If you are already in college, then I would suggest to look and see if your school offers something like this. If they do then I would definitely suggest taking it. I know that means giving up a little bit of your summer, but it is definitely worth it.

If you are in high school and looking at colleges, then look out for programs like these and talk to the schools and their students about their programs. It is definitely a unique opportunity and something that I think is definitely worth looking into. You never know what you could learn, it might be something that could change your life!

If you do consider doing something like this, or even a summer school option, then pick something you are interested in. It will make giving up that time a lot easier and you will have a lot more fun with it than you think.

Wait…it’s summertime?

shaun-85I cannot believe I am a quarter of the way through my undergraduate career already! I feel like as I get older every year moves just a little bit faster. I have had so many wonderful experiences during my first year at Washington and Lee and have made incredible memories. I’m sad that many of my friends will be gone for the next three months while I remain in Lexington, Virginia. That’s right, I’m staying here in Lex Vegas for the summer to work as an intern for the W&L Admissions Office! I’ll be giving tours to prospective students and doing administrative work, making some great connections and a steady income that will definitely help me out next year.

For nostalgia’s sake, and to give you soon-to-be college students a taste of what to look forward to next year, I’d like to list my Top Ten Freshman Memories:

10. Decorating my beautiful (and quite large) SINGLE dorm room. I loved having my own space after four years of having a roommate in boarding school!

9. Going to Flagstaff, Arizona for a week with my geology class to get a first-hand look at the volcanic structure. I may not be one for hiking, but I have to admit climbing a cinder cone is a once in a lifetime experience.

8. Learning how rock a sundress and pearls. At W&L, girls wear dresses more than they wear jeans! I’ve grown to love the Southern style.

7. Watching Beauty and the Briefcase and several episodes of “Dora the Explorer” one evening on bunk beds with friends and many pizzas. Being a Spanish major, it was more fun than you’d think…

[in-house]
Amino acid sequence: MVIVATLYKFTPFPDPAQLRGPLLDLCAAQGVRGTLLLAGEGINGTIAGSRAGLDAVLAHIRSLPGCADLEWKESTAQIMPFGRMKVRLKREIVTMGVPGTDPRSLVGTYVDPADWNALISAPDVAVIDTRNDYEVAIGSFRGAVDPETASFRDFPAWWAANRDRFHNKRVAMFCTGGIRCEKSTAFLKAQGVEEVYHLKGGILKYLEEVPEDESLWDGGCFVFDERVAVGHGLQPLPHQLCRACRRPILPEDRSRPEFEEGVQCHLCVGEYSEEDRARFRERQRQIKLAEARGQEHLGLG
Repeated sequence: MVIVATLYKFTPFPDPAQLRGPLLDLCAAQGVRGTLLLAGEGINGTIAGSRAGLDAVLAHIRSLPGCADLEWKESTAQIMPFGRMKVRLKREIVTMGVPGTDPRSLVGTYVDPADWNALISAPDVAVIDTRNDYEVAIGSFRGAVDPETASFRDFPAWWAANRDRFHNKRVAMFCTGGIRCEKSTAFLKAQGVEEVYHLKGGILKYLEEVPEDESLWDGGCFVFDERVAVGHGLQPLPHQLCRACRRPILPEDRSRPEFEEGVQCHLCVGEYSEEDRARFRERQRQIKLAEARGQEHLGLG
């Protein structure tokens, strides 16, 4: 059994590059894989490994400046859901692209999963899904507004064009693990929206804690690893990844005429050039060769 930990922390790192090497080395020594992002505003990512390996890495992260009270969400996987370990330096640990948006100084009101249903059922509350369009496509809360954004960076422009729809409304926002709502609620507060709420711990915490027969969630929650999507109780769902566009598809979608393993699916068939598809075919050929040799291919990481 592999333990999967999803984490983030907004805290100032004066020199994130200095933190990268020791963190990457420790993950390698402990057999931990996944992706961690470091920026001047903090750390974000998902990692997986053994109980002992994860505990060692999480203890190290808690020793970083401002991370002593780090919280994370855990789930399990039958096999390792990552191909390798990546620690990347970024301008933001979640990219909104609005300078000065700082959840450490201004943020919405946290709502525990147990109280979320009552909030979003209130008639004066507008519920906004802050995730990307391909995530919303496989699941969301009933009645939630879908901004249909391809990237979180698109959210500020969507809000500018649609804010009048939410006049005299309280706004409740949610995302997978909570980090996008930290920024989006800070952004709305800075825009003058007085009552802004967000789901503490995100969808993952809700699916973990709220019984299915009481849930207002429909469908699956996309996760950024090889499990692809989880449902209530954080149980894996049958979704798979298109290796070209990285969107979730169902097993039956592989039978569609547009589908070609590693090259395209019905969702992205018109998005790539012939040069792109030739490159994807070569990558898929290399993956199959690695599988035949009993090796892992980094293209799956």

6. Climbing House Mountain, a “mountain” (probably more like a very big hill, but still) about 20 minutes from Lexington with a couple of my friends. I never thought we’d make it to the top!

5. Participating in all of the fun mixers that my sorority and other fraternities hosted. They had really cool themes—my favorites were Back to the Future, Slumber Party, and Harry Potter.

4. Reading The Tales of Beedle the Bard with a wonderful fifth grade class at the local elementary school. A fellow volunteer and I created cute projects to go along with each week’s reading and really got to know the kids.

3. Realizing I actually find economics really interesting. Never thought that was going to happen, but with a couple of wonderful professors’ help I decided that I loved the discipline enough to make it one of my majors.

2. Getting up at 4am to watch the Royal Wedding live with several other wedding-obsessed girls, eating donuts and bagels in the basement of a fraternity house. It was so worth it.

1. Rushing a sorority! I am absolutely in love with all of my Pi Beta Phi sisters, all of the philanthropy events we plan, all the fun activities we have, and how close we have all become. I feel like I have an amazing group of friends on campus that are, well, sisters to me! I can’t wait to see them all again in the fall.

Have a great summer, everyone, and have fun getting ready to start the new school year soon!

Fun in the sun???